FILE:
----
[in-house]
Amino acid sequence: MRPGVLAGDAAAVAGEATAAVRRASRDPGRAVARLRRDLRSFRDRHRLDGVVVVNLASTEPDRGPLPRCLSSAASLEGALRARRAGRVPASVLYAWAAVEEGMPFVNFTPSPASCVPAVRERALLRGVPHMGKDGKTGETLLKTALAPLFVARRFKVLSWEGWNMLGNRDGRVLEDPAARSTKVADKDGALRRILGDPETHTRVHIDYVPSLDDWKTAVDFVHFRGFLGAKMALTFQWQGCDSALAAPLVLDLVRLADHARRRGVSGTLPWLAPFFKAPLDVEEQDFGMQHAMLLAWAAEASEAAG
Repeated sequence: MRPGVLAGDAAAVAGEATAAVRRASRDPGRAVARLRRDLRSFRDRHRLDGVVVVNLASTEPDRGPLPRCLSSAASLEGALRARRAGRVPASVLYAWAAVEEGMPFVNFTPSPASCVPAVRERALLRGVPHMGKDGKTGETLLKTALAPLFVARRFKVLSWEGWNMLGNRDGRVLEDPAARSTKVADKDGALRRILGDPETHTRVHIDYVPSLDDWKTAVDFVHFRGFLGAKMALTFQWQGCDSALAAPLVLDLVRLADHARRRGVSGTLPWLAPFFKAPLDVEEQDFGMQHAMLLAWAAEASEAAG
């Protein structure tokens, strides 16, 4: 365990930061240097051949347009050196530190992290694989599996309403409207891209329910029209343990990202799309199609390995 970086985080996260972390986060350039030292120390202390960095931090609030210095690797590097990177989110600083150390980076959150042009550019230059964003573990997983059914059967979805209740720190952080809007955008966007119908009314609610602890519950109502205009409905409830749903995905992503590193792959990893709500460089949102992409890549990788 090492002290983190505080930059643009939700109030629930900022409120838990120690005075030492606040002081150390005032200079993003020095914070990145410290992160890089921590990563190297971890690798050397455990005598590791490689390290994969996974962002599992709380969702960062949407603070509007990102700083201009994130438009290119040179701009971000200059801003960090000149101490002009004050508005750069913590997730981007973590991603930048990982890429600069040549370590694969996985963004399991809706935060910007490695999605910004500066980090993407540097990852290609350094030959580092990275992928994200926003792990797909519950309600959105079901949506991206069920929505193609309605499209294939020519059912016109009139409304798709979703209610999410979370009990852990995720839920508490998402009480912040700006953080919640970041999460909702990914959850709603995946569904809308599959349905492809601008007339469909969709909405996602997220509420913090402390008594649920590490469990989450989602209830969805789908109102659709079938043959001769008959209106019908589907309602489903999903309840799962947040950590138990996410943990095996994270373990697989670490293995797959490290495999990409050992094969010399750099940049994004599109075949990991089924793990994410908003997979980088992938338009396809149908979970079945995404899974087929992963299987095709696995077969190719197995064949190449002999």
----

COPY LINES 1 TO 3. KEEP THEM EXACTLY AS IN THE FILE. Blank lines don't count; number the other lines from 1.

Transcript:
[in-house]
Amino acid sequence: MRPGVLAGDAAAVAGEATAAVRRASRDPGRAVARLRRDLRSFRDRHRLDGVVVVNLASTEPDRGPLPRCLSSAASLEGALRARRAGRVPASVLYAWAAVEEGMPFVNFTPSPASCVPAVRERALLRGVPHMGKDGKTGETLLKTALAPLFVARRFKVLSWEGWNMLGNRDGRVLEDPAARSTKVADKDGALRRILGDPETHTRVHIDYVPSLDDWKTAVDFVHFRGFLGAKMALTFQWQGCDSALAAPLVLDLVRLADHARRRGVSGTLPWLAPFFKAPLDVEEQDFGMQHAMLLAWAAEASEAAG
Repeated sequence: MRPGVLAGDAAAVAGEATAAVRRASRDPGRAVARLRRDLRSFRDRHRLDGVVVVNLASTEPDRGPLPRCLSSAASLEGALRARRAGRVPASVLYAWAAVEEGMPFVNFTPSPASCVPAVRERALLRGVPHMGKDGKTGETLLKTALAPLFVARRFKVLSWEGWNMLGNRDGRVLEDPAARSTKVADKDGALRRILGDPETHTRVHIDYVPSLDDWKTAVDFVHFRGFLGAKMALTFQWQGCDSALAAPLVLDLVRLADHARRRGVSGTLPWLAPFFKAPLDVEEQDFGMQHAMLLAWAAEASEAAG